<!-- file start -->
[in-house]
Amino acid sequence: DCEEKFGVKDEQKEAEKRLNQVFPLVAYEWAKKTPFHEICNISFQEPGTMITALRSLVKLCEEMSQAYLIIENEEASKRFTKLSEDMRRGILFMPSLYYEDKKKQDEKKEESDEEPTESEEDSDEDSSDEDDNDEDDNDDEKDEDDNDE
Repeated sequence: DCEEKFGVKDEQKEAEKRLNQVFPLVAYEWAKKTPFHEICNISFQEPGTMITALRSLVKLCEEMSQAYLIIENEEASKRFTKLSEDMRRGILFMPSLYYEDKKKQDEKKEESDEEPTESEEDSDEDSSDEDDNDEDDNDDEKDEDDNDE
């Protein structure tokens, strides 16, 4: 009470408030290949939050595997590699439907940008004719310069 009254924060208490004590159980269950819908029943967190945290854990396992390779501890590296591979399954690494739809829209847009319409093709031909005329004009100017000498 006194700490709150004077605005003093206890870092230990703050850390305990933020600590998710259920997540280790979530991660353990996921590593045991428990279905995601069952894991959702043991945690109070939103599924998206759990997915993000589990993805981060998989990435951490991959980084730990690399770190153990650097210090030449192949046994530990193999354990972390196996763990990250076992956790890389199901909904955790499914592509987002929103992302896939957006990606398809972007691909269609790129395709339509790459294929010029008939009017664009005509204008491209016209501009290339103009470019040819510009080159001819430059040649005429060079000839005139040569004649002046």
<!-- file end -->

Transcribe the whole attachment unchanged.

[in-house]
Amino acid sequence: DCEEKFGVKDEQKEAEKRLNQVFPLVAYEWAKKTPFHEICNISFQEPGTMITALRSLVKLCEEMSQAYLIIENEEASKRFTKLSEDMRRGILFMPSLYYEDKKKQDEKKEESDEEPTESEEDSDEDSSDEDDNDEDDNDDEKDEDDNDE
Repeated sequence: DCEEKFGVKDEQKEAEKRLNQVFPLVAYEWAKKTPFHEICNISFQEPGTMITALRSLVKLCEEMSQAYLIIENEEASKRFTKLSEDMRRGILFMPSLYYEDKKKQDEKKEESDEEPTESEEDSDEDSSDEDDNDEDDNDDEKDEDDNDE
């Protein structure tokens, strides 16, 4: 009470408030290949939050595997590699439907940008004719310069 009254924060208490004590159980269950819908029943967190945290854990396992390779501890590296591979399954690494739809829209847009319409093709031909005329004009100017000498 006194700490709150004077605005003093206890870092230990703050850390305990933020600590998710259920997540280790979530991660353990996921590593045991428990279905995601069952894991959702043991945690109070939103599924998206759990997915993000589990993805981060998989990435951490991959980084730990690399770190153990650097210090030449192949046994530990193999354990972390196996763990990250076992956790890389199901909904955790499914592509987002929103992302896939957006990606398809972007691909269609790129395709339509790459294929010029008939009017664009005509204008491209016209501009290339103009470019040819510009080159001819430059040649005429060079000839005139040569004649002046």